Ahh, the warmth of analogue. You often hear talk of digital recordings being cold and unfeeling, but in this age of digital uber-alles one is conditioned to the chill. Ain’t no cold flow here. Message From The Godfather serves up like a steaming plate of comfort food. Hot jambalaya. From the punchy opener, “Side Stepping,” to the flute-laced “Tough Chicken,” (an outright Sesame Street joint—in the best sense considering it was this suburbanite’s earliest exposure to funk) to the laid-back closer “When In Rome” JTQ delivers ten organ-fueled, soulful jams.
From the first listen, an underlying warmth is evident and due primarily to James Taylor’s choice of instrument and the tones it produces: the Hammond organ. Taylor is a monster on any set of keys, especially the Hammond, and the rest of his players are equally adept, and most importantly, passionate about their instruments. Producer Mark “Snowboy” Cotgrove directed Mr. Taylor and crew to “let the songs last as long as they want. If they finish after 3 minutes or 8 minutes, so be it.” This so called “Freedom Principle” freed the musicians up to perform to the dictates of their soul, not to some preconceived notion of time or space, resulting in a live and in the moment sound.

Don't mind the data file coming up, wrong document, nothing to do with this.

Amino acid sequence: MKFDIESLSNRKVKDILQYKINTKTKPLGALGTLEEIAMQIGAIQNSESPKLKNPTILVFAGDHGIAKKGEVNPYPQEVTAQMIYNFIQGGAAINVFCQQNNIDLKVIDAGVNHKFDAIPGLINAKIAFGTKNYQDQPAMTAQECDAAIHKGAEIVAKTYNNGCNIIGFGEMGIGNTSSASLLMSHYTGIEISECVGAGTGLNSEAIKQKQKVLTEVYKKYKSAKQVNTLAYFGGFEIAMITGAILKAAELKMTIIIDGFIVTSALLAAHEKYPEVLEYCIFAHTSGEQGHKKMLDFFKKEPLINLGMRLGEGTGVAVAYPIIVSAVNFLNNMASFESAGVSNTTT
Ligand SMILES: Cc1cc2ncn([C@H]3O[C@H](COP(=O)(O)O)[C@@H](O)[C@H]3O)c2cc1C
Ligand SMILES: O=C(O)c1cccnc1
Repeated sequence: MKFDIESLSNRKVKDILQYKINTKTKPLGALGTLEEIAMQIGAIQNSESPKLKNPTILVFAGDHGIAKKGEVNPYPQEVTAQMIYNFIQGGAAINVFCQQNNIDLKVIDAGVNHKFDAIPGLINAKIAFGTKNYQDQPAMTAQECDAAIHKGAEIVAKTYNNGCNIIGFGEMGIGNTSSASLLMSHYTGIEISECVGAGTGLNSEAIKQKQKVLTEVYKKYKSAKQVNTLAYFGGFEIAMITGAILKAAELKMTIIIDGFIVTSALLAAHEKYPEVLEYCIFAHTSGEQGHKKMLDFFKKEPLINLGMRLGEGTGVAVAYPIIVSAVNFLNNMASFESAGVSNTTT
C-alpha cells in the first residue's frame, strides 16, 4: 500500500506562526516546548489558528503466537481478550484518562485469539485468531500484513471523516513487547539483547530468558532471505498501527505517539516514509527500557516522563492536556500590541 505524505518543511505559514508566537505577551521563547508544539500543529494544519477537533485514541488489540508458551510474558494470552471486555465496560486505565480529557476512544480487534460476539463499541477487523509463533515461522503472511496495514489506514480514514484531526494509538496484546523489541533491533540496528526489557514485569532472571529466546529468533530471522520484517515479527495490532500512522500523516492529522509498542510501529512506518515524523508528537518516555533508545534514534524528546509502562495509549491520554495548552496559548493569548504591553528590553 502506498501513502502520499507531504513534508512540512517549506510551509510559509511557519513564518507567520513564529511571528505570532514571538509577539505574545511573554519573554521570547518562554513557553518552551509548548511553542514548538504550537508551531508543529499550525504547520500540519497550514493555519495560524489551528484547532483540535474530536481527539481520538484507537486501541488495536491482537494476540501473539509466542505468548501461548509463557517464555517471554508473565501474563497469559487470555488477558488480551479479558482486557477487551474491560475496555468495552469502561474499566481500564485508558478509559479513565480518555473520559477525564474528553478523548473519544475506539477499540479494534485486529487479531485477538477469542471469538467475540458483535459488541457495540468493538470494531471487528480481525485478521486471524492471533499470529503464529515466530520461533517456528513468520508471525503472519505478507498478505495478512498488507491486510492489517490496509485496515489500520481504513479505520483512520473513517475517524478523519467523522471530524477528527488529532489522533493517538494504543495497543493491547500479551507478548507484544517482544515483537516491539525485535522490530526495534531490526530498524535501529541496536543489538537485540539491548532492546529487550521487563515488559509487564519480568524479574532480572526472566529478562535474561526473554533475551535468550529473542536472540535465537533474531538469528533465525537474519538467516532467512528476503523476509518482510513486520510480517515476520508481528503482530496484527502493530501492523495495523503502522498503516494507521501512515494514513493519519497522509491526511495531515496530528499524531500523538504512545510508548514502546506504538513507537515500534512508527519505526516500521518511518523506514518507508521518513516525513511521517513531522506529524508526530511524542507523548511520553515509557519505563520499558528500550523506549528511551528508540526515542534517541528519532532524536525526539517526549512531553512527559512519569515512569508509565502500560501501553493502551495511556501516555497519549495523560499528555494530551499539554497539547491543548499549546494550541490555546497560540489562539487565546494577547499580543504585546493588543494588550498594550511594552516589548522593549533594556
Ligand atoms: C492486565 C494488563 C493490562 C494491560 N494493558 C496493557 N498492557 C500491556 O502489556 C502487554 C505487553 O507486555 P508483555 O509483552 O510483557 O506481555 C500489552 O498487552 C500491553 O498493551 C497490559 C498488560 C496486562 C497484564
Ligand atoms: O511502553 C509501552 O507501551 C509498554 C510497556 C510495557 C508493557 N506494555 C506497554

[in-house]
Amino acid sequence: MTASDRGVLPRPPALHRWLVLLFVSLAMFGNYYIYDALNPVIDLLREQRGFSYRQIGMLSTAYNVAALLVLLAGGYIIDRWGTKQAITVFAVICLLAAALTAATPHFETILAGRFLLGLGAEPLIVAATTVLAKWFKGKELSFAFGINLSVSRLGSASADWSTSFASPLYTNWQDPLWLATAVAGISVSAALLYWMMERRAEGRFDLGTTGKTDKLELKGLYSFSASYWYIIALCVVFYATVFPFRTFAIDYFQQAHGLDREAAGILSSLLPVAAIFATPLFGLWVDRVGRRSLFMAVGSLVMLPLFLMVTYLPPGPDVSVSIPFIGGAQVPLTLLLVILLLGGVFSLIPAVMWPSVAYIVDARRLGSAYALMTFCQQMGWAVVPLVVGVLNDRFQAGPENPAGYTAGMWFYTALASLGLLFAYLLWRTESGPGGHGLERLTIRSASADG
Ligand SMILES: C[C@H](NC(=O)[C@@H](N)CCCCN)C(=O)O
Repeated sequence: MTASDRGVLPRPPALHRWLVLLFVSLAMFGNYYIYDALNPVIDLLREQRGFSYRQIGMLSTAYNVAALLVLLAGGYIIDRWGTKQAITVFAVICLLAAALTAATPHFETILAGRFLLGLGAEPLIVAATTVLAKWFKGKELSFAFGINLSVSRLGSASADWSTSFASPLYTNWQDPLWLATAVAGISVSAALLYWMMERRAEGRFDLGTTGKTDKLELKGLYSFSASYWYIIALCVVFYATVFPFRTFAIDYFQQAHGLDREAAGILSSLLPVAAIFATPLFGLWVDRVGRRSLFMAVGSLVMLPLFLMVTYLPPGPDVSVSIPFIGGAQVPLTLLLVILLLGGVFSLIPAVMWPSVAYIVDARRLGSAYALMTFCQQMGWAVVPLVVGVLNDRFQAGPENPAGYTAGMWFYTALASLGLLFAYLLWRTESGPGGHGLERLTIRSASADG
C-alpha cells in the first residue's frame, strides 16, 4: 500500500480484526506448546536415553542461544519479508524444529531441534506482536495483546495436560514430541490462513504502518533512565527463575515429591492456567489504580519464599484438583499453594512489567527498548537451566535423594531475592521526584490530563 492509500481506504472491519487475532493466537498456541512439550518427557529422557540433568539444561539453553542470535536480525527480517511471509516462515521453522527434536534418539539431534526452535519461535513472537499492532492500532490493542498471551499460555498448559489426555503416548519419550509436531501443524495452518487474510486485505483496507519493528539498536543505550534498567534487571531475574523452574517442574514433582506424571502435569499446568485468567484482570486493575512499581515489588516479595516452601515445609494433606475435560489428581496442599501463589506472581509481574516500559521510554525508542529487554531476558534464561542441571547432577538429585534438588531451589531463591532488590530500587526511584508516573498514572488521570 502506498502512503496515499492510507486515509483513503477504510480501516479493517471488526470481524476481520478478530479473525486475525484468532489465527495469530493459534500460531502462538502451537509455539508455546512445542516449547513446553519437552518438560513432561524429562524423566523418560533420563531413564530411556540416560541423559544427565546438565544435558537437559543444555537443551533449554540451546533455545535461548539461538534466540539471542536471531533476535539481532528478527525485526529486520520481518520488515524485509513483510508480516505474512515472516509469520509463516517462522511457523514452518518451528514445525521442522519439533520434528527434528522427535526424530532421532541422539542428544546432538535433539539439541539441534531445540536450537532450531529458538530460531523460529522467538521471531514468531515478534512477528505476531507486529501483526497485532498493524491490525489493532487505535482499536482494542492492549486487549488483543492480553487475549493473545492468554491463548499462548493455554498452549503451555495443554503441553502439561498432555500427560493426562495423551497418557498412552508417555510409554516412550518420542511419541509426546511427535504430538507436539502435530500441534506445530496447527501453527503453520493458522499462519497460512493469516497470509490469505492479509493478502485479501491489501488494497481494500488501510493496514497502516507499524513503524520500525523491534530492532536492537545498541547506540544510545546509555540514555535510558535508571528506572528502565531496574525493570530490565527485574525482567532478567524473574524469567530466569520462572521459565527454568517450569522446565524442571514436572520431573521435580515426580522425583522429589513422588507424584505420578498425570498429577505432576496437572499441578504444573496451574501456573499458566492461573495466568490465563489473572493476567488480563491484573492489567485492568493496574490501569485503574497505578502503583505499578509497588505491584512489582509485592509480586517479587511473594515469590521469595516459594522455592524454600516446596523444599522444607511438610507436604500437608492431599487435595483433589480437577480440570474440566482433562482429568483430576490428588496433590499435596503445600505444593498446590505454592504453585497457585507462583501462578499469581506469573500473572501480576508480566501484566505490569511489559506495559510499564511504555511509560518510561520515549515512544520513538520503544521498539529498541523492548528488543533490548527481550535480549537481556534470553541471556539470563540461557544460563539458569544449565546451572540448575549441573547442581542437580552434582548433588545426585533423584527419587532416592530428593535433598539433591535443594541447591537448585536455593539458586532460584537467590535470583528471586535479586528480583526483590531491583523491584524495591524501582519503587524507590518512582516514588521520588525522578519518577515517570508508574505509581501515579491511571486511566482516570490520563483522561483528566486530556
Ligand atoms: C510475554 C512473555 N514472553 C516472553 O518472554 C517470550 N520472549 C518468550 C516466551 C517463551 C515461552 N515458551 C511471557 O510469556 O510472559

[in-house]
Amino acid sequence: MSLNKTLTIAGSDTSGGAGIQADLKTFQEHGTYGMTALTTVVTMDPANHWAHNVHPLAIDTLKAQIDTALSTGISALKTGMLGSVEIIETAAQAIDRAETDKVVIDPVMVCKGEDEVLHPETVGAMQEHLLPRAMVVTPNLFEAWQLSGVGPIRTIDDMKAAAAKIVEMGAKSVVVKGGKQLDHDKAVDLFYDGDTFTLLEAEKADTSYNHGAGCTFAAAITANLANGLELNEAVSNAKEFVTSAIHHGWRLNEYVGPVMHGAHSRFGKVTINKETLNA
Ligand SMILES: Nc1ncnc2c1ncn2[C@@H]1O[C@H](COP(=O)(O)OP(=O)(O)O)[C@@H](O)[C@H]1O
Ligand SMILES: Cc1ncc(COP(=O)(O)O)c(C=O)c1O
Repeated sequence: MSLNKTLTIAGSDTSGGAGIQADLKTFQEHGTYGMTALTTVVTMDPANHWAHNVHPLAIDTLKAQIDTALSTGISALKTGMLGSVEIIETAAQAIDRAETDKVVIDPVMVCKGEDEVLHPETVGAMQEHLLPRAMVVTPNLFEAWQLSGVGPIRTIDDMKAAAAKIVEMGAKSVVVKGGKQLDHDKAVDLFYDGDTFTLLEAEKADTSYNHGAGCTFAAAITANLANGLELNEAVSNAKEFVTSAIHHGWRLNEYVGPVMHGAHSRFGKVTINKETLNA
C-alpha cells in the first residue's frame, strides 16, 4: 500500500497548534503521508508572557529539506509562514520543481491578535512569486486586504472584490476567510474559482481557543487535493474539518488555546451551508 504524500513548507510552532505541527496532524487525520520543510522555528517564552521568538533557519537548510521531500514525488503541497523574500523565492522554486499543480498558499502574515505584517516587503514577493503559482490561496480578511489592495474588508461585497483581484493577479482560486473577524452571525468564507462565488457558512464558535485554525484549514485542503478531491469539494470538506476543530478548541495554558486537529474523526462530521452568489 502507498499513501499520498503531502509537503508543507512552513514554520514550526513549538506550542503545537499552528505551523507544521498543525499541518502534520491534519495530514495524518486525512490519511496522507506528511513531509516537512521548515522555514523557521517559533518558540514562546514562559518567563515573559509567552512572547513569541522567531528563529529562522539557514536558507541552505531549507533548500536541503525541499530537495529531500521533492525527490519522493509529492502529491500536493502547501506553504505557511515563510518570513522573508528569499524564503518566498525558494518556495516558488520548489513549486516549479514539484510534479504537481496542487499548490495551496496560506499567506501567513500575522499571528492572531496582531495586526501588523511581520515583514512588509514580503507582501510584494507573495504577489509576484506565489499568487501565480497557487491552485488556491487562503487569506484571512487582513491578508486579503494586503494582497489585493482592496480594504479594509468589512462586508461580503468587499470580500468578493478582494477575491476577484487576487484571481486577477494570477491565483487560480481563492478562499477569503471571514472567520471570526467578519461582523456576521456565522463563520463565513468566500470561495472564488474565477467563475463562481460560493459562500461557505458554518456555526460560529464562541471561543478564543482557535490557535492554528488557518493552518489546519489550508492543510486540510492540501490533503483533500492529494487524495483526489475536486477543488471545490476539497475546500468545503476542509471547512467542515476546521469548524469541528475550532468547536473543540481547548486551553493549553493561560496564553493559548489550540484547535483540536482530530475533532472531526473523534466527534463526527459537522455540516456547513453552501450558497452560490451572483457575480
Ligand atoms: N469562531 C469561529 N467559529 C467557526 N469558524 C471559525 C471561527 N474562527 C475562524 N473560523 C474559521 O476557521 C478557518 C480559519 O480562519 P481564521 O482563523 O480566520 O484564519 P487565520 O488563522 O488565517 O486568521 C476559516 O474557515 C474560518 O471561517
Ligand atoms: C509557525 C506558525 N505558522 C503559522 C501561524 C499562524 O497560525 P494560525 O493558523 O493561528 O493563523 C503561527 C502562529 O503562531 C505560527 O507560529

A digital recording of the James Taylor Quartet might have quick-cooked Message From The Godfather like a microwaved meal—hot in the center, but lukewarm around the edges. Instead this record is nice and warm through and through like good home cookin’ baked up fresh in mama’s old-fashioned funk oven.